Well-being

As autistics in an overwhelming neuro-typical word we often struggle with mental health concerns such as anxiety and depression (although often autistic people mistake autistic burnout for depression).

It’s important to know your normal, meaning that you may always have a base level of anxiety simply because you process sensory information differently to neuro-typical people, and this is sometimes difficult to control or avoid. 

More importantly, however, is knowing that belonging to the autistic community, finding your group of weird (because everyone’s weird, you just have to find the right kind), can have protective properties for your self worth. 

Below is the abstract from a study finding that embracing a positive autistic identity is very protective. At SYA? we hope that you can learn to love you autistic awesomeness. 

“We investigated Autism social identity and mental health in autistic people. Autistic people have social and communication deficits, and experience social stigma—factors that could interfere with the development of positive social identity. Indeed, autistic participants (N = 272) had significantly lower personal self-esteem, and higher levels of depression and anxiety than typically developing controls (N = 267). Autism social identification was positively associated with personal self-esteem, and this relationship was mediated by collective self-esteem (perceived positivity of Autism identity). Furthermore, there were significant negative indirect effects between Autism identification and anxiety, and between Autism identification and depression, through increases in collective self-esteem and personal self-esteem.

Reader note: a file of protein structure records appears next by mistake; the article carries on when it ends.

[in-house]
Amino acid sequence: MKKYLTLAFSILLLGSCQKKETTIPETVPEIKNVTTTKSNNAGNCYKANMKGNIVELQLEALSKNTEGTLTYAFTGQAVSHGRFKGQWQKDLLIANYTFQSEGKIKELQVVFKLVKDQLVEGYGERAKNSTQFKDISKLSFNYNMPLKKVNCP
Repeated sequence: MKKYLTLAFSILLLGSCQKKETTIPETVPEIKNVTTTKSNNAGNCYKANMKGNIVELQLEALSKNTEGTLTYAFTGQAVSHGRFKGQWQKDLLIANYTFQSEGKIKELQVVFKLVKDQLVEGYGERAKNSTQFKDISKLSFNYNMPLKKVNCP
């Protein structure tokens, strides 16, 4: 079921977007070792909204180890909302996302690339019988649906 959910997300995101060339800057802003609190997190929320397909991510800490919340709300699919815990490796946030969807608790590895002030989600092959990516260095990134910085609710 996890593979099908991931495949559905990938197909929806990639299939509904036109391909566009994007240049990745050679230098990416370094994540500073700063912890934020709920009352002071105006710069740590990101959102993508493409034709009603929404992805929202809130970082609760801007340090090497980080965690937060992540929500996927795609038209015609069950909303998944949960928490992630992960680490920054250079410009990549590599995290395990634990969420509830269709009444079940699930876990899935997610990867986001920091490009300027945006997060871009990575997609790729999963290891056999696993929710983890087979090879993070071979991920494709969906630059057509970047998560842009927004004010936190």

Thus, while autistic participants reported poorer mental health than average, having a positive Autism social identity appeared to offer a protective mechanism. This implies that to improve mental health in the Autism population, clinical approaches should aim to facilitate development of positive Autism identities.

Reference

Cooper, K., Smith, L. G., & Russell, A. (2017). Social identity, self‐esteem, and mental health in autism. European Journal of Social Psychology, 47(7), 844-854.

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